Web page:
There are also synthetic cannabinoids. These are compounds that are similar in shape and function to cannabinoids produced in our bodies, or in the cannabis plant.

It’s recommended that you stay far away from the synthetic cannabinoids — not only do they lack many of the medicinal actions of cannabis, they have the potential to cause serious harm.

The street drug known as “spice” is a combination of various synthetic cannabinoids. They were designed as an attempt to circumvent the legal hurdles preventing the sale of cannabis products for recreational use — and have since become a major cause of addiction and abuse.

Side-Effects of Synthetic Cannabinoid Use

  • Agitation and anxiety
  • Blurred vision
  • Chest pain
  • Death
  • Hallucinations
  • Heart attack
  • High blood pressure
  • Kidney failure
  • Nausea and vomiting
  • Paranoia
  • Psychosis
  • Racing heart
  • Seizures
  • Shortness of breath

List of Synthetic Cannabinoids

  • JWH-018
  • JWH-073
  • JWH-200
  • AM-2201
  • UR-144
  • XLR-11
  • AKB4
  • Cannabicyclohexanol
  • AB-CHMINACA
  • AB-PINACA
  • AB-FUBINACA
 
terpenes.jpg

Cannabis Terpenes

Terpenes are a class of compounds characterized by their volatile nature, and hydrocarbon-based structure. These are contained in high amounts in the essential oil of plants.

Terpenes have a very low molecular weight, and will evaporate under low temperatures. This, combined with their characteristic aromas is what gives many plants their scent. Conifer trees, fruits, and many flowers (including cannabis) all owe their aroma to their terpene profile.

Each plant can contains hundreds of different terpenes — many of which will even overlap into unrelated plant species. Cannabis shares terpenes with pine trees, many different flowers, citrus fruits, and nutmeg, among others.

Terpenes add flavor as well as additional medicinal benefits. Terpenes often have antibacterial, antiviral, antinflammatory, and anxiolytic effects.

List of Cannabis Terpenes

  • A-humulene
  • a-Terpenine
  • Alpha Bisabolol
  • alpha-Terpineol
  • Alpha/Beta Pinene
  • Beta-Caryophyllene
  • Bisabolol
  • Borneol
  • Camphene
  • Caryophyllene oxide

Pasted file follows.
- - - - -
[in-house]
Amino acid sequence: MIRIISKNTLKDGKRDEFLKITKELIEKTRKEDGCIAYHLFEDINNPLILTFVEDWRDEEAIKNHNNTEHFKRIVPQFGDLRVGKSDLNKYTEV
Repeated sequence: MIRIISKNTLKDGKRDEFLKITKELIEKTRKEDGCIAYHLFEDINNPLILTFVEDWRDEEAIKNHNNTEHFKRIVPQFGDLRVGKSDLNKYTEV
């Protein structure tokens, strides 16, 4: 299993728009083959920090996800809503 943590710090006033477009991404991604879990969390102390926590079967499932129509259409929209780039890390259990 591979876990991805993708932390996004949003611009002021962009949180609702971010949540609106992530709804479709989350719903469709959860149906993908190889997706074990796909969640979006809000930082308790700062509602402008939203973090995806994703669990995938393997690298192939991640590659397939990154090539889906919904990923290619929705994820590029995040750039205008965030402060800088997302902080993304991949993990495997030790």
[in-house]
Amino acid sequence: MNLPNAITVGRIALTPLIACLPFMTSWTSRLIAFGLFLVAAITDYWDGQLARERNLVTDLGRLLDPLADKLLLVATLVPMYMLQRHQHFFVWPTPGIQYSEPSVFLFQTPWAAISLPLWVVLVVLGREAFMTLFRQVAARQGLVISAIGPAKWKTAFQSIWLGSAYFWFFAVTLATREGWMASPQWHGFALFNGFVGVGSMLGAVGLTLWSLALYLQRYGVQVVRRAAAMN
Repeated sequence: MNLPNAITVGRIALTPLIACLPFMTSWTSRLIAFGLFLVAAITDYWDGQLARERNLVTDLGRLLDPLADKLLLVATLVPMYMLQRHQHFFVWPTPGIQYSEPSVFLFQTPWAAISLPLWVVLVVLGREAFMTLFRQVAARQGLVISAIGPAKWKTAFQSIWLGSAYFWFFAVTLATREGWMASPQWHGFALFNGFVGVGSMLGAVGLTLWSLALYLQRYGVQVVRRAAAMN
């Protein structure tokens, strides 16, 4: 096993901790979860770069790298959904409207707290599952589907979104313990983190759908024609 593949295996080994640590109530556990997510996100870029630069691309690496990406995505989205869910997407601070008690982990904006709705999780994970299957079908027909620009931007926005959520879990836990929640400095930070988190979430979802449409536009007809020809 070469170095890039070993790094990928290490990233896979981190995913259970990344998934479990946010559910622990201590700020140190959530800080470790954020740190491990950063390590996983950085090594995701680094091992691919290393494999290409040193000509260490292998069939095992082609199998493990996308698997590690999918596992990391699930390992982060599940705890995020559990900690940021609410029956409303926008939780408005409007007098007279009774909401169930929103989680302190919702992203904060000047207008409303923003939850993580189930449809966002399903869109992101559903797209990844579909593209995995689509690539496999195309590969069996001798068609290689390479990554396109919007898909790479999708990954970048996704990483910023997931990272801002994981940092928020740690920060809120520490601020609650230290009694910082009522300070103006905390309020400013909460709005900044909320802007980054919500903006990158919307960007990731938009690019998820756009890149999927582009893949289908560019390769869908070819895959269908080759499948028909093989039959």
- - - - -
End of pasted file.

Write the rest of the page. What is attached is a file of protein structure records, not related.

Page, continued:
• D-Linalool
  • Eucalyptol (1, 8 cineole)
  • Geraniol
  • Guaiol
  • Isopulegol
  • Limonene
  • Myrecene
  • Nerolidol
  • p-Cymene
  • Phytol
  • Pulegone
  • Terpineol-4-ol
  • Terpinolene
  • Trans Ocimene
  • Valencene
  • ∆-3-carene
 

Pharmacokinetics/Pharmacodynamics

Cannabinoids work by mimicking the endocannabinoids anandamide and 2-AG.

Endocannabinoids-anandamide-2-ag.jpg

Learn more about cannabinoid metabolism.

 

Clinical Applications of Cannabis

As an herb, cannabis is very useful. It works through a set of receptors most other plants don’t interact with — the endocannabinoid system.

The endocannabinoid system plays a major role in maintaining homeostasis. This gives cannabis an effect profile similar to adaptogens — but through different mechanisms.

Cannabis is similar to adaptogens in that it offers a bidirectional effect profile — which means it can both increase, and decrease tissue function according to its homeostatic baseline.

But cannabis isn’t quite an adaptogen because it can’t increase the bodies resistance to stress, and doesn’t appear to exert any action on the hypothalamus or adrenal glands directly.

Although cannabis has broad actions and therefore can provide benefit to a wide range of body systems — choosing the right product, strain, and phenotype for the job is critical.

An experienced herbalist or naturopath using cannabis will take into account the cannabinoid profile, terpene content, and anecdotal effects of each strain or CBD product being used.

Unlike other herbs, you have to be very particular about the type of cannabis being used for each condition.

What Constitutes “Medicinal” Cannabis?

There’s a big difference between using cannabis because “it’s healthy”, and using it as a therapeutic agent aimed at treating a specific disease process.

Although it can be used as both, daily supplementing cannabis or extracts like CBD don’t constitute medical cannabis.

However, you can use cannabis to address the symptoms, or underlying causes for some conditions.

 

Cautions: